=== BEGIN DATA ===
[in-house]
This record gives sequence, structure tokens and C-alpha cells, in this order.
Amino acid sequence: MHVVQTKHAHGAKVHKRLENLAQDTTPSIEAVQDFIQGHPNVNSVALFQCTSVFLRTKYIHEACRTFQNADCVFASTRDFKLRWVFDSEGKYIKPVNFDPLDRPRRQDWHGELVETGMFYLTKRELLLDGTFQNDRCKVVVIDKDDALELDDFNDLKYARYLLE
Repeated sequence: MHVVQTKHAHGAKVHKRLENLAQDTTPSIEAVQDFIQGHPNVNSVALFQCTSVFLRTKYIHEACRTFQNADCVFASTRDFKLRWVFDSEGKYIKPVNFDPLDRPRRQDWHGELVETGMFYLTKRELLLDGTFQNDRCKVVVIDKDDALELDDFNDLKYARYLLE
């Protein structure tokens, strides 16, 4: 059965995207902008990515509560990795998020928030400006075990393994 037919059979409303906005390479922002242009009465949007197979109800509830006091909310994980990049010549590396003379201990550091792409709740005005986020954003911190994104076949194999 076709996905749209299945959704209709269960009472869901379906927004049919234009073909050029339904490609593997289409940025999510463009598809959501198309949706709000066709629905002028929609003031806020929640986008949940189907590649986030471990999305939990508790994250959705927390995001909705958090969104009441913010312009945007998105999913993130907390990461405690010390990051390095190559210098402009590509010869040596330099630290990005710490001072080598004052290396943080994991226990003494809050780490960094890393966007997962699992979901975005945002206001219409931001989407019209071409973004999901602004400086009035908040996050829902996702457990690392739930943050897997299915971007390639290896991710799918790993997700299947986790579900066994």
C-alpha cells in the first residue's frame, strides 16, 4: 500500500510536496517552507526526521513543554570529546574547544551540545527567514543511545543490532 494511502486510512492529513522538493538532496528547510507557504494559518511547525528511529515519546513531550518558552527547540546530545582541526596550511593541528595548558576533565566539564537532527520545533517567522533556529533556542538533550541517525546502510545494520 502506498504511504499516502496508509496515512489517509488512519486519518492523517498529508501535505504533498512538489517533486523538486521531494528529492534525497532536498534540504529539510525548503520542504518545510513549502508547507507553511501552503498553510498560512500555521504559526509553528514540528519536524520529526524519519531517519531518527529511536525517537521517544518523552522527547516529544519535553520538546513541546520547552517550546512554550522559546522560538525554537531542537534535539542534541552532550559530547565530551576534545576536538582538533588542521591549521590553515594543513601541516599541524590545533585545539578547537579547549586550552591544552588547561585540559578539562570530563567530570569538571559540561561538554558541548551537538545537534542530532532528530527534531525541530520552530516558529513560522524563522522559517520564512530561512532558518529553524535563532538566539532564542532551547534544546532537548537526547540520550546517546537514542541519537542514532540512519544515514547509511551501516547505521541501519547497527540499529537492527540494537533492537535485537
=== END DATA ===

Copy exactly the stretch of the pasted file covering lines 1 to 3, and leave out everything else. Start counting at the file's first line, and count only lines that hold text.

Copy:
[in-house]
This record gives sequence, structure tokens and C-alpha cells, in this order.
Amino acid sequence: MHVVQTKHAHGAKVHKRLENLAQDTTPSIEAVQDFIQGHPNVNSVALFQCTSVFLRTKYIHEACRTFQNADCVFASTRDFKLRWVFDSEGKYIKPVNFDPLDRPRRQDWHGELVETGMFYLTKRELLLDGTFQNDRCKVVVIDKDDALELDDFNDLKYARYLLE